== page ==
US President Donald Trump has announced conservative appellate judge Amy Coney Barrett as his third US Supreme Court appointment, setting off a scramble in the Republican-led Senate to confirm her before election day in just over five weeks.

Ms Barrett appeared at the White House with Mr Trump as he made the announcement yesterday.

"Today it is my honour to nominate one of our nation's most brilliant and gifted legal minds to the Supreme Court," said the US President.

Turning to Ms Barrett, he said that "you are very eminently qualified for the job". She and her lawyer husband have seven children, two of whom were adopted from Haiti, and they joined her at the ceremony in the White House Rose Garden.

If confirmed to replace liberal icon Ruth Bader Ginsburg, who died at age 87 on 18 September, Ms Barrett would become the fifth woman ever to serve on the top US judicial body and push its conservative majority to a commanding 6-3.

With Mr Trump's fellow Republicans controlling the Senate, confirmation appears certain, though Democrats may try to make the process as difficult as possible.

"I love the United States and I love the United States Constitution," Barrett said, adding that she was "deeply honoured" in the confidence that the president had shown in her.

Senate Majority Leader Mitch McConnell issued a statement earlier praising the nomination.

"Judge Amy Coney Barrett is an exceptionally impressive jurist and an exceedingly well-qualified nominee to the Supreme Court of the United States," said Mr McConnell.

Barrett, 48, was appointed by Mr Trump to the Chicago-based 7th US Circuit Court of Appeals in 2017 and is a favourite of religious conservatives, a key Trump voter bloc.

Conservative activists have hailed the US president's selection, while liberals have voiced dismay.

Like Mr Trump's two other appointees, Neil Gorsuch in 2017 and Brett Kavanaugh in 2018, Ms Barrett is young enough that she could serve for decades. She is the youngest Supreme Court nominee since conservative Clarence Thomas was 43 in 1991.

The White House ceremony was decorated with American flags arranged in a way similar to the day when President Bill Clinton nominated Ms Ginsburg in 1993.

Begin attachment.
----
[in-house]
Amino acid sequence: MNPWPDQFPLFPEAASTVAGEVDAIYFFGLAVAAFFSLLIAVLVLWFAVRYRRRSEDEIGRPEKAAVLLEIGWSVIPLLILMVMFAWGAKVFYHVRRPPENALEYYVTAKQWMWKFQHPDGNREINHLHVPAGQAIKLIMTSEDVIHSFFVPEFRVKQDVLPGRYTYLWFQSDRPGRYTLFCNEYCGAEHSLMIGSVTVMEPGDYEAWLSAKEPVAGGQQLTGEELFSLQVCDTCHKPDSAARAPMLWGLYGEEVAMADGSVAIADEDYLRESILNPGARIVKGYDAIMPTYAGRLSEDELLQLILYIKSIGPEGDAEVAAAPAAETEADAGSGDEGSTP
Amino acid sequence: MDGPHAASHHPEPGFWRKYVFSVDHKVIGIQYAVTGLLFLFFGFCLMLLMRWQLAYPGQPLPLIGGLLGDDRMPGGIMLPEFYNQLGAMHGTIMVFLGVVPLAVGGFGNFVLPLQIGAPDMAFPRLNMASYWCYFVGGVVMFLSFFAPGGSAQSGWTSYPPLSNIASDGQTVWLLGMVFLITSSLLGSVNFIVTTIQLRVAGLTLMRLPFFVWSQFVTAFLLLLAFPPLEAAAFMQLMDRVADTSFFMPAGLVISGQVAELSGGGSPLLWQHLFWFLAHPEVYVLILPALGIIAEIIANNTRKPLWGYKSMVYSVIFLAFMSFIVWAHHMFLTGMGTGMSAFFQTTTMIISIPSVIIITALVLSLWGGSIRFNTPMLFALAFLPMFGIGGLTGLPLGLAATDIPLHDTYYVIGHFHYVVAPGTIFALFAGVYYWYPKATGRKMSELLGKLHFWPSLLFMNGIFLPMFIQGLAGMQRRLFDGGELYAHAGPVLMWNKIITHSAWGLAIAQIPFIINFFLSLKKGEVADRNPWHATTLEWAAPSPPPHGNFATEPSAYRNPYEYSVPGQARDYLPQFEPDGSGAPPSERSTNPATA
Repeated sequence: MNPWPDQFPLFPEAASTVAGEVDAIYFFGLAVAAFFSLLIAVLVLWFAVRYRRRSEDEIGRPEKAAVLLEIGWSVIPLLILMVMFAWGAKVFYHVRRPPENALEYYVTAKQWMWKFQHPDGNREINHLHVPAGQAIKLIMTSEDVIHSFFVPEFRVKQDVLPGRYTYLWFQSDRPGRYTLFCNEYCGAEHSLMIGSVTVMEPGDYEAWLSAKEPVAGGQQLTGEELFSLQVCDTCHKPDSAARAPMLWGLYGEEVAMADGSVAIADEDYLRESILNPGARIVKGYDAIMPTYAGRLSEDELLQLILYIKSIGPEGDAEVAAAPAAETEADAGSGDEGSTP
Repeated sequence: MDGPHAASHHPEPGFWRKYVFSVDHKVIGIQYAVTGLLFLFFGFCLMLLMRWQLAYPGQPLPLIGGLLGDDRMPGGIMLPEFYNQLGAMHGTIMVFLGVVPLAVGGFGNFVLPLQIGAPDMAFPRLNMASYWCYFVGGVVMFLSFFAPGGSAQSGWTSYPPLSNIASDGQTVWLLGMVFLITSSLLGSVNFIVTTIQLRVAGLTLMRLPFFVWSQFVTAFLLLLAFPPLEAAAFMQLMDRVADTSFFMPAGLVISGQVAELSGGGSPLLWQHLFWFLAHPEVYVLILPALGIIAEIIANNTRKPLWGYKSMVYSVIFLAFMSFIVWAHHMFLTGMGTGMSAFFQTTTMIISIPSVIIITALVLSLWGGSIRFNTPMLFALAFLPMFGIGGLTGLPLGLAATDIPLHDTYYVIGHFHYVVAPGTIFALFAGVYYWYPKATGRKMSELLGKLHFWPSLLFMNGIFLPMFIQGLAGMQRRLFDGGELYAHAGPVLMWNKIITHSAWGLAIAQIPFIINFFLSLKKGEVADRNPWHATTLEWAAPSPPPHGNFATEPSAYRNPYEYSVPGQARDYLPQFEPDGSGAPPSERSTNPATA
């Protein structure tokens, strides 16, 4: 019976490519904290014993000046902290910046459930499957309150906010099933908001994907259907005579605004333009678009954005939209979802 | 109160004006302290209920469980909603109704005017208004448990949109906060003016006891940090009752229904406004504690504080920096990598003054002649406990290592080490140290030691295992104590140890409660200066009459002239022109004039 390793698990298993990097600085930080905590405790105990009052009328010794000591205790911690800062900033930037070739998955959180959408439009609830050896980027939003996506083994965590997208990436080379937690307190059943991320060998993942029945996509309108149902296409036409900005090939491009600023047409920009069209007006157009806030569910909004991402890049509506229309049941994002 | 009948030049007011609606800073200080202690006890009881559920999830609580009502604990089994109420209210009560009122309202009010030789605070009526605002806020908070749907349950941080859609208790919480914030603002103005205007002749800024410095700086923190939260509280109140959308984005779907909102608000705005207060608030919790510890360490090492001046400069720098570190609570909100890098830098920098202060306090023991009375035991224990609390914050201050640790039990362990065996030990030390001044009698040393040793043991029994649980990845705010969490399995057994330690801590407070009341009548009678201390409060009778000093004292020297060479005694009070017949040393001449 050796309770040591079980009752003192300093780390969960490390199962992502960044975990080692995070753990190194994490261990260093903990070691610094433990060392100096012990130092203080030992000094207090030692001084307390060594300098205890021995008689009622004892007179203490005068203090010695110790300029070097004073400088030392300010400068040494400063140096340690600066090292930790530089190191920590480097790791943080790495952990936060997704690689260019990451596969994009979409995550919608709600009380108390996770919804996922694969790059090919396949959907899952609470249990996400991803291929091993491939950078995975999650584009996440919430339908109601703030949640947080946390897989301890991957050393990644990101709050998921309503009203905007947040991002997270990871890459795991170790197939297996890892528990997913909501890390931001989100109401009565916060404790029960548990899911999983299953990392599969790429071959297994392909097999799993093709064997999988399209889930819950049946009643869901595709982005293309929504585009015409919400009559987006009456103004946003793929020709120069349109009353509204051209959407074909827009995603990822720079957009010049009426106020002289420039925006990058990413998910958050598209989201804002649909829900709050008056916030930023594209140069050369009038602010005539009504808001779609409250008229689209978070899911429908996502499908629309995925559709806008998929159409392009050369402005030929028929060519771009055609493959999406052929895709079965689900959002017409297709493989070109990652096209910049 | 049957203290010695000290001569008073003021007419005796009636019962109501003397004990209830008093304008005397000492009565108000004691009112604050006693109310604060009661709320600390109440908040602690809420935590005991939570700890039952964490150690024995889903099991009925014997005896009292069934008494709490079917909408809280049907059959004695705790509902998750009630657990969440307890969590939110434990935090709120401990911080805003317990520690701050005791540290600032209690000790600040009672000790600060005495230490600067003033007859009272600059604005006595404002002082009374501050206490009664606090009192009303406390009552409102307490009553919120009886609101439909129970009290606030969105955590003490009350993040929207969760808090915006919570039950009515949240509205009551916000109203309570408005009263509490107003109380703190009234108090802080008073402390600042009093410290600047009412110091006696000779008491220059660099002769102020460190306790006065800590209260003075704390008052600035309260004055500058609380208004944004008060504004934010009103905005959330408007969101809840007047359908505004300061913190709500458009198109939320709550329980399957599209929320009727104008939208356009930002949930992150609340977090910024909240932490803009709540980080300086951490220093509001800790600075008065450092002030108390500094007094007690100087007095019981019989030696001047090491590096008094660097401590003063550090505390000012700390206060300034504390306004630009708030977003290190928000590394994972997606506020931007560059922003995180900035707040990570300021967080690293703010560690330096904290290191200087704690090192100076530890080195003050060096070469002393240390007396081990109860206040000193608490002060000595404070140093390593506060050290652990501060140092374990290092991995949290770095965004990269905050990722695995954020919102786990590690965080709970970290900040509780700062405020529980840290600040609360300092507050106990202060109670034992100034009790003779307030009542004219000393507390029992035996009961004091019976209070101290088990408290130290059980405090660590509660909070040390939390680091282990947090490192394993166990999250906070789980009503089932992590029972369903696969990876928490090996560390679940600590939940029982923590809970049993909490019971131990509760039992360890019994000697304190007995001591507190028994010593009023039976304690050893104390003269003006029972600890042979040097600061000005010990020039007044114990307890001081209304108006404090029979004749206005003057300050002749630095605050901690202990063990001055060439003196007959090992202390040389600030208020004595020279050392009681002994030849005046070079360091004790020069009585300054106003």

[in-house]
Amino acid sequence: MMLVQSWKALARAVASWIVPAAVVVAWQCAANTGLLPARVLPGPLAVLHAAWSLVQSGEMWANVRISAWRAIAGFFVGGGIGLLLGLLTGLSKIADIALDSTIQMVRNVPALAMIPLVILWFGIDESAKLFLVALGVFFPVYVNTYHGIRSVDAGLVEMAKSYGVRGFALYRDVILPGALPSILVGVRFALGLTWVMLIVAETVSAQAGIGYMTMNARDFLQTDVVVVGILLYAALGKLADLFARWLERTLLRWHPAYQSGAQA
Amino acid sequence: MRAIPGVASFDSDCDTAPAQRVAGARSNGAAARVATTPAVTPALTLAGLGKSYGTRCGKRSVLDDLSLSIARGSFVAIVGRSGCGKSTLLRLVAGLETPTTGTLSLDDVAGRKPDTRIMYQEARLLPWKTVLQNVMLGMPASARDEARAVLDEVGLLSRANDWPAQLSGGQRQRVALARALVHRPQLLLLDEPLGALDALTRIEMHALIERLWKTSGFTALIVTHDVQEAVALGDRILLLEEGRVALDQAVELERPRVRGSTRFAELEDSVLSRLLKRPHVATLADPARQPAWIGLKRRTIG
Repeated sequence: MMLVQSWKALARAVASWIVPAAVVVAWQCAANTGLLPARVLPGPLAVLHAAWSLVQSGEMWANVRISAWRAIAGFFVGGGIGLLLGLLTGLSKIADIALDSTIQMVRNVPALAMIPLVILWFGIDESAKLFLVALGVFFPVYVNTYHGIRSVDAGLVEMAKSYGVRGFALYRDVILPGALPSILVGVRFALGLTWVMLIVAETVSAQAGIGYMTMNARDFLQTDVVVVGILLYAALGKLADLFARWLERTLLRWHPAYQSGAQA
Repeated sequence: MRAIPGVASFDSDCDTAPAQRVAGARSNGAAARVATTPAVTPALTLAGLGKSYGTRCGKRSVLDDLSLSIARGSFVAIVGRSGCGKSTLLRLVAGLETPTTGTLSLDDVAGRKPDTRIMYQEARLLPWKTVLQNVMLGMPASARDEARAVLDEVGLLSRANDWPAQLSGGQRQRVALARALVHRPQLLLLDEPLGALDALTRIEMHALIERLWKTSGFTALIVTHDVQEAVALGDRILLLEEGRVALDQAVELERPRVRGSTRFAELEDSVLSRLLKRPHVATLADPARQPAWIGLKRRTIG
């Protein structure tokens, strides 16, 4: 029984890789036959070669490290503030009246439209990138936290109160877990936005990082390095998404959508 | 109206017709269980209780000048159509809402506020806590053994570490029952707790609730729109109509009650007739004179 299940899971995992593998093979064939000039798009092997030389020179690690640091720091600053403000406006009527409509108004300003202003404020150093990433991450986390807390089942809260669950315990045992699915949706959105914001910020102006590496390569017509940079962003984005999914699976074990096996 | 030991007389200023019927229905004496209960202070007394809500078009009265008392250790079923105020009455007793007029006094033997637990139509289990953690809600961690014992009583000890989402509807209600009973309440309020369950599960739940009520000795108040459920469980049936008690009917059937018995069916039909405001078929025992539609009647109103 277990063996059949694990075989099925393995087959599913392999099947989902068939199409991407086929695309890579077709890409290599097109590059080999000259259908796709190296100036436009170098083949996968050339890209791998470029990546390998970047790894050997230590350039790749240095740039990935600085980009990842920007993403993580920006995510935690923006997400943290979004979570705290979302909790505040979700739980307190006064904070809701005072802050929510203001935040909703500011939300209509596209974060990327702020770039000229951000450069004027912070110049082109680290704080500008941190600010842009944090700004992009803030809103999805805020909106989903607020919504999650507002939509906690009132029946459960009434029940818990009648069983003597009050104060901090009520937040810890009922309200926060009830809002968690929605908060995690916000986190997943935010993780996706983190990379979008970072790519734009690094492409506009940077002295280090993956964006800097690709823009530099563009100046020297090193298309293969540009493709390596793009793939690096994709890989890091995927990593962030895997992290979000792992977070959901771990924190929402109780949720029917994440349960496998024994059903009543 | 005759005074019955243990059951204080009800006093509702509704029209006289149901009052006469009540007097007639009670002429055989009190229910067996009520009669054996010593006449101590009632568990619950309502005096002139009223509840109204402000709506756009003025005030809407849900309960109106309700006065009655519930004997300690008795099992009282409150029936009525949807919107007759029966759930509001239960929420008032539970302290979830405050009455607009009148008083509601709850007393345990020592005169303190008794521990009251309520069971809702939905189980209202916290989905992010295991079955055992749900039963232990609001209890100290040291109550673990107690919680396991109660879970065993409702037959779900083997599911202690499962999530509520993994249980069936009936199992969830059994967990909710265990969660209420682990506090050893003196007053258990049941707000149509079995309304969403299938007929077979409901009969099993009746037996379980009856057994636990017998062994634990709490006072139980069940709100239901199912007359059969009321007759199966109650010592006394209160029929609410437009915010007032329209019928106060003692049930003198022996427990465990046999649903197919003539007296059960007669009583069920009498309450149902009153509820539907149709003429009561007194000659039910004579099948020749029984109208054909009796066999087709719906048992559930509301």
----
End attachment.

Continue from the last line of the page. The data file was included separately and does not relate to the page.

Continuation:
The selection kicks off a flurry of activity that must take place before the final confirmation vote, including public hearings in the coming weeks before the Senate Judiciary Committee.

Democrats are still furious over Senate majority leader Mitch McConnell's 2016 refusal to consider President Barack Obama's Supreme Court nomination of Merrick Garland because it came during an election year.

Democratic presidential candidate Joe Biden has said the winner of the election should get to replace Ruth Bader Ginsburg.

Republicans hold a 53-47 Senate majority. Only two Republican senators have opposed proceeding with the confirmation process.

Abortion rights advocates have voiced concern that Ms Barrett, a devout Catholic, could cast a vote for overturning the landmark 1973 Roe v. Wade ruling legalising abortion across the US.

They announced plans for a protest against her nomination today in front of the Supreme Court.

Ms Barrett has staked out conservative legal positions in three years on the bench, voting in favour of one of Mr Trump's hardline immigration policies and showing support for expansive gun rights.

She also authored a ruling making it easier for college students accused of campus sexual assaults to sue their institutions.

Born in New Orleans, Barrett received her law degree from Notre Dame Law School, a Catholic college in Indiana.

Election-related cases

President Trump has said he wants his nominee confirmed before the election so she would be able participate in any election-related cases that reach the justices, potentially casting a key vote in his favour.

A US presidential election's outcome only once has been determined by the Supreme Court, in 2000 when it clinched Republican George W Bush's victory over Democrat Al Gore.

Trump has repeatedly - without evidence - said voting by mail, a regular feature of American elections, will lead to voter fraud. He also has refused to commit to a peaceful transfer of power should he lose the election.

This marks the first time since 1956 that a US president has moved to fill a Supreme Court vacancy so close to an election.

In that year, President Dwight Eisenhower three weeks before winning re-election placed William Brennan on the court using a procedure called a "recess appointment" that bypassed the Senate, a tactic no longer available for installing justices.

An emboldened Supreme Court conservative majority could shift the United States to the right on hot-button issues by, among other things, curbing abortion rights, expanding religious rights, striking down gun control laws, and endorsing new restrictions on voting rights.